Cruickston Park

Cruickston Park Lane, North Dumfries near Cambridge, Ontario

Rebuilt in 1858 for the English-born Matthew Wilks (1816-1899), of New York City, and his American wife, Eliza Astor Langdon (1818-1896), grand-daughter of John Jacob Astor. Wilks was born to British parents and not quite fitting in with the New York set, he was on the look out for a summer home in British Canada. Having seen the Cruickston estate advertised for sale in the New York papers, he immediately bought the mansion designed by the celebrated architect Detlef Lienau along with its 200-acres. He transformed the mansion into the house seen today and he also enlarged the estate to its present size of 966-acres. Whether coincidental or not, Cruickston Park bears a distinct similarity to Bulstrode Park in England. Though Cruickston is smaller and less elaborate, unusually it is the North American house that predates the English house....

This house is best associated with...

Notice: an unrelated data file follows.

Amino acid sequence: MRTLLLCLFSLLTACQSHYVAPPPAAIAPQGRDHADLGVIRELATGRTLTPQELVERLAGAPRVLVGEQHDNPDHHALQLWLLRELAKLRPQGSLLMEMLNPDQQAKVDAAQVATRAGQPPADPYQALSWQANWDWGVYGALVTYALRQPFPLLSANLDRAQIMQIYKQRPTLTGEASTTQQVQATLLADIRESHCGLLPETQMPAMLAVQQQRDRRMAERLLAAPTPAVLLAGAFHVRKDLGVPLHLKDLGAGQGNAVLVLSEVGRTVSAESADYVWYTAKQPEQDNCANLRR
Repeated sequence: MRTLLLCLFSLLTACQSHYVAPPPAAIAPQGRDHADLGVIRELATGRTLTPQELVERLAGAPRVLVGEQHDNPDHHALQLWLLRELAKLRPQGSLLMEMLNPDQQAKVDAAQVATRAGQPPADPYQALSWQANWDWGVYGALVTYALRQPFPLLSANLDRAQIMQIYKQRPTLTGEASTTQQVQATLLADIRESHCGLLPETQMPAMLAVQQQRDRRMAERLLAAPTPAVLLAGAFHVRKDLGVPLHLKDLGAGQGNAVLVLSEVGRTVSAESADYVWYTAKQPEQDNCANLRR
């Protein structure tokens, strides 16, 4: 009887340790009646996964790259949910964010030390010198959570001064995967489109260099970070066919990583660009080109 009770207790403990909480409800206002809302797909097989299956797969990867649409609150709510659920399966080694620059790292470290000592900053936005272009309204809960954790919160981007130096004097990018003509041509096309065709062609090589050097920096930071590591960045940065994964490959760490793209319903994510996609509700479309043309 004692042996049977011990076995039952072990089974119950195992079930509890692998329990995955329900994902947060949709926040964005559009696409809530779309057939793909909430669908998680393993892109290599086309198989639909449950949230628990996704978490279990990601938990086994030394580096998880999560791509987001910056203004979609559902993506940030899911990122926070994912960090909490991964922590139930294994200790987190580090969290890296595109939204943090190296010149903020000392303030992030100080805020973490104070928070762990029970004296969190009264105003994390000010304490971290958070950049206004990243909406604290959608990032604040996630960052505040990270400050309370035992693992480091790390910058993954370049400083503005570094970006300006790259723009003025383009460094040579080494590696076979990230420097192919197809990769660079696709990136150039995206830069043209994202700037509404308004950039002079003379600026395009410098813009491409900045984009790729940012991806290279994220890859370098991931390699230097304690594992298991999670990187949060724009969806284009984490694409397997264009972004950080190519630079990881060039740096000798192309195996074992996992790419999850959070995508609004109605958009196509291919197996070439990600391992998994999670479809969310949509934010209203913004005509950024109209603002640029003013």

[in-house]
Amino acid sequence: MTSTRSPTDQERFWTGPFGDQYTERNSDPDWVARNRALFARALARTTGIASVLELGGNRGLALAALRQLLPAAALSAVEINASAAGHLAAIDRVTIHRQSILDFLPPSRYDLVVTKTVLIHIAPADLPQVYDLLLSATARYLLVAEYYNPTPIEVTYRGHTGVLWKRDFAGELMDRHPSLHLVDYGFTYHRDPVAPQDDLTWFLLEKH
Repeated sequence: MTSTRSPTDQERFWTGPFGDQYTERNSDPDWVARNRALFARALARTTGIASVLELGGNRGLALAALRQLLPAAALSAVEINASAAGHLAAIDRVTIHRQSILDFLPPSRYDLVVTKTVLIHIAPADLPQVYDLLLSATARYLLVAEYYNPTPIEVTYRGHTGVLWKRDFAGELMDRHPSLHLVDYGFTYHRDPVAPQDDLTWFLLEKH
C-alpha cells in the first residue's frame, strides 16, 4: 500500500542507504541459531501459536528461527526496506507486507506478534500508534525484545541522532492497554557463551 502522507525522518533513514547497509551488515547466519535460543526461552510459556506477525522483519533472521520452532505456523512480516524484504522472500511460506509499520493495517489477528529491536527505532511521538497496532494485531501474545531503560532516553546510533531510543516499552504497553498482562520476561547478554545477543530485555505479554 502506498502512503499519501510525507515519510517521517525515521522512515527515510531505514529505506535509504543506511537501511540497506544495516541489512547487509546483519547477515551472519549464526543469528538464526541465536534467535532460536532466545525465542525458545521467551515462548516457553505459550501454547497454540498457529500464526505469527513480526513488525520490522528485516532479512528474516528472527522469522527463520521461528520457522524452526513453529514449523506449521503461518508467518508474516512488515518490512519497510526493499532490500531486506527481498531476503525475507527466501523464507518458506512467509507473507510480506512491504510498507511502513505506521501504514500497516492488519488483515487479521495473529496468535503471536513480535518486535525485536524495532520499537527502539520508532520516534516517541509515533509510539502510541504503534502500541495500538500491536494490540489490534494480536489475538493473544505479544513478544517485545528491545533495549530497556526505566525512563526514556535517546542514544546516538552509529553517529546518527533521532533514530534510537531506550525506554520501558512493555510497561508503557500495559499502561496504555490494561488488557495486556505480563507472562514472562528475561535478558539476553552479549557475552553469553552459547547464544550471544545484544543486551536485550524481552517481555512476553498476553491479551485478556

Matthew Wilks

Matthew Wilks, of Cruikston Park, Gait, Ontario; and, New York City

1816-1899

Eliza Astor Langdon

Mrs Eliza Astor (Langdon) Wilks

1818-1896

Katherine Langdon Wilks

Miss K.L. Wilks, of Cruickston Park, Ontario; died unmarried

1854-1948

It became well-known for producing prize-winning horses under the ownership of his daughter, Katherine Langdon Wilks. After Miss Wilks died in 1948, her nephew, Matthew Wilks Keefer, modernized the farm and it became known for breeding prize Hereford cattle. In 1968, he willed the estate to the University of Guelph who took possession on his death five years later (1973). In 1996, the university sold the manor and 53 of its surrounding acres to a young couple from Cambridge, Jan Chaplin and Mark Fretwurst, who went on to acquire the other 913-acres four years later. Their ambition is to preserve the estate for future generations. The Tudor-style manor house is a popular movie location, seen in Cold Creek Manor, RED & the Frankie Drake Mysteries etc. 

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Contributed by Mark Meredith on 10/12/2019 and last updated on 04/08/2020.
Image Credit: Instagram/@cbcfrankiedrake; The Past of Cruikston Park, by Rachel Morgan Redshaw, Historical Researcher of the North Dumfries Municipal Heritage Committee; Step inside a restored Elizabethan manor with 30 ft ceilings... and a baby goat! CBC, May 28, 2018

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